By requiring only an RFOA in the Smith case, the Court gave employers an advantage they did not have in disparate impact cases that traditionally arose in the contest of sex discrimination claims under Title VII of the Civil Rights Act. It has long been held that to avoid liability for a policy that has a disparate impact against a protected class under Title VII, the employer must show that the job requirement is a “bona fide occupational qualification,” referred to as a “BFOQ.” The classic examples in those early cases were height and weight restrictions which disproportionately excluded women from jobs as firefighters, but were held to be BFOQ’s because a certain minimum height and weight was deemed necessary to the ability to carry an overweight, unconscious victim out of a burning building. By interpreting the ADEA as requiring a lesser standard – the reasonableness standard of the RFOA instead of the absolute job necessity standard of the BFOQ – the Court made it much easier for an employer who was not intentionally discriminating to defend policies that had a disparate impact on older workers, so long as those policies were otherwise reasonable.

The question that remained after the Smith decision, however, was what happened procedurally after the employer brought forward evidence of the RFOA? To prove discrimination, did the employee have to prove that the employer’s asserted justification for the policy was in fact unreasonable? Or did the employer have the burden of proving that it was reasonable? While this distinction may appear at first blush to be a minor question of semantics, the question of who has the burden of proof can drastically change the outcome of a trial.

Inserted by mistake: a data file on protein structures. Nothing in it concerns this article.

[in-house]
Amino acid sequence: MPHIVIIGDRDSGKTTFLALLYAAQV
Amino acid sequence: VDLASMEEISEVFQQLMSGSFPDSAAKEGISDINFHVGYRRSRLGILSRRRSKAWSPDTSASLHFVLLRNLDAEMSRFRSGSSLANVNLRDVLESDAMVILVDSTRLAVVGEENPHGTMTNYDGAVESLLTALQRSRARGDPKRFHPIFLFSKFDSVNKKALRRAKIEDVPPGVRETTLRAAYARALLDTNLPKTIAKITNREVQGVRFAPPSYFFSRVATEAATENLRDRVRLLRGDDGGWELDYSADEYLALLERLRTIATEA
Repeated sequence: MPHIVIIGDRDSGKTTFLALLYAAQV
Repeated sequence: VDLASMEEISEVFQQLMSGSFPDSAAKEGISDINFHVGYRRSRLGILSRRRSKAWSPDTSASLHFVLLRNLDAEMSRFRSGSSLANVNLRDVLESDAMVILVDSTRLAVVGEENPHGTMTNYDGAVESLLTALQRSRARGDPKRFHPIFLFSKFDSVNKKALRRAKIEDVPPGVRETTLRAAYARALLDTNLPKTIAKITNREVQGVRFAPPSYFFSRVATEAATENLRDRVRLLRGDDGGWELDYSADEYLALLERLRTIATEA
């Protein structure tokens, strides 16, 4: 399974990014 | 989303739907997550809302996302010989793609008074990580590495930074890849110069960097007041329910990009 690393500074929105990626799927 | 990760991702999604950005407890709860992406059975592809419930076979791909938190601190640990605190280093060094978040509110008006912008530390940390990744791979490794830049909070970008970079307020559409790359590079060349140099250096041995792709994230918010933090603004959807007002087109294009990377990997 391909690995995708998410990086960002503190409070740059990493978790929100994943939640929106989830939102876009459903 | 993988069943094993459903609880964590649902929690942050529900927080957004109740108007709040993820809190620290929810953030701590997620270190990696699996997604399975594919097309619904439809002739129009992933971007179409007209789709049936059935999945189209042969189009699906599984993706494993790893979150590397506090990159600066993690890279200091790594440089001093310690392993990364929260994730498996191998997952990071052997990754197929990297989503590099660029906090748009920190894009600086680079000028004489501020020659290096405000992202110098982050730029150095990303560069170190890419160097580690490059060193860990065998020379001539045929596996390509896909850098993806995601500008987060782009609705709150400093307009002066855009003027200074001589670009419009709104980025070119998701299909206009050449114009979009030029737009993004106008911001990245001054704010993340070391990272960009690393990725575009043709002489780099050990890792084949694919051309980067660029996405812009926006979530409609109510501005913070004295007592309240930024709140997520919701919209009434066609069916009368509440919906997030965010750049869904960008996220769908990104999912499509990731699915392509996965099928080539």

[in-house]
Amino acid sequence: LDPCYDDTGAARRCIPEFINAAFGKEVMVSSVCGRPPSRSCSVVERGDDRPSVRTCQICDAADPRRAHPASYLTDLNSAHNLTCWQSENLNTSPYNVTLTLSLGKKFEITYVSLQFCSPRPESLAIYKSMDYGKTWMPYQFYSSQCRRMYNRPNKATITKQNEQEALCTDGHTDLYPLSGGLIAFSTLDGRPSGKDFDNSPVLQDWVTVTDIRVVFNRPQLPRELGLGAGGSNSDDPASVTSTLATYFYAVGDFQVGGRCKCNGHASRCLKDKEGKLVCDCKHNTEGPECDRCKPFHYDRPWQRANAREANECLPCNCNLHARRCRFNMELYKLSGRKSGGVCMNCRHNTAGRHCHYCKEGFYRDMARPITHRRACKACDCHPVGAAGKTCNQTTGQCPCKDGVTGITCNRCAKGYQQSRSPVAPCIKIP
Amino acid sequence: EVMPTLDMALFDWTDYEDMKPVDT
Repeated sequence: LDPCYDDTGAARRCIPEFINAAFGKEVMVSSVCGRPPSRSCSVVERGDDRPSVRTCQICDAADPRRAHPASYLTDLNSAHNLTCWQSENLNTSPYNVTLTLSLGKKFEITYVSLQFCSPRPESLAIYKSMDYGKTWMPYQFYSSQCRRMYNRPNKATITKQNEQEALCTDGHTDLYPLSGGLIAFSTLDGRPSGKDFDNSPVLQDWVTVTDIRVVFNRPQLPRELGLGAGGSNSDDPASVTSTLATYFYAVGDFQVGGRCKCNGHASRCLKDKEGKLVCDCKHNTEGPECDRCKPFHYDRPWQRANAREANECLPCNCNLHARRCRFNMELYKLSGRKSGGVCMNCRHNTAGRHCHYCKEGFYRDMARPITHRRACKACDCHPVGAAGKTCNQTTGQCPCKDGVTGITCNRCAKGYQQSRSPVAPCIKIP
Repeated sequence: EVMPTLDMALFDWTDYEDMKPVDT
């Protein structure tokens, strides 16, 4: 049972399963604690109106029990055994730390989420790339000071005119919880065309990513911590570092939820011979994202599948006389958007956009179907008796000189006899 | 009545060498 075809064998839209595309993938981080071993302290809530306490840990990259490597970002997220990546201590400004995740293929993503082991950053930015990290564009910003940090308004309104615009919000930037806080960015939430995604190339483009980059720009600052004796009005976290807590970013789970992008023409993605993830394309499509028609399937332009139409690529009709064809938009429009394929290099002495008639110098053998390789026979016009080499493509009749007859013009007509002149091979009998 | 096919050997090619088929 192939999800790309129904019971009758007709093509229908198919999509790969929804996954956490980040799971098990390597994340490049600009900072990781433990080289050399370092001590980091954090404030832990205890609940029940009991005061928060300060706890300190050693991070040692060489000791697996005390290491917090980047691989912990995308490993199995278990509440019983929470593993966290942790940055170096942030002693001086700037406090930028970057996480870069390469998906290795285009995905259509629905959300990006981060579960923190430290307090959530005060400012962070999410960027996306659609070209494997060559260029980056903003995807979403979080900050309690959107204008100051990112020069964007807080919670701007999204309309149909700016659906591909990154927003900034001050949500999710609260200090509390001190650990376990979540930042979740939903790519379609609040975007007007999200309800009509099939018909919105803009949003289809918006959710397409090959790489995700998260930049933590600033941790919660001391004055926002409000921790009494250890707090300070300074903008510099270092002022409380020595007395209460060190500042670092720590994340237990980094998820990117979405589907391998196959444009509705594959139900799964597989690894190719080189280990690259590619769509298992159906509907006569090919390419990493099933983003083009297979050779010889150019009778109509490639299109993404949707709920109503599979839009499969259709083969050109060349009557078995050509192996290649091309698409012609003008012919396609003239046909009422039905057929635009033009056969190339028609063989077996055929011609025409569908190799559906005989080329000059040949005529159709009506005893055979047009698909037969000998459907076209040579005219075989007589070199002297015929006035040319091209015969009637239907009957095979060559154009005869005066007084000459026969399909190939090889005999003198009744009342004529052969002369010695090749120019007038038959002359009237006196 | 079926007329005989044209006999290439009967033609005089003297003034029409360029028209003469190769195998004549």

Until yesterday, federal courts were split on this issue. The Supreme Court has now resolved the question in Meacham v. Knolls Atomic Power Laboratory, holding that the employer must not only bring forward evidence that its policy was based on an RFOA, but also prove that the factor relied on is a reasonable one.

What this case means as a practical matter for employers is that care should be taken to examine any policies that appear to disproportionately impact older workers, and be prepared not merely to articulate a reasonable, nondiscriminatory basis for that policy but also to prove that the policy is reasonable.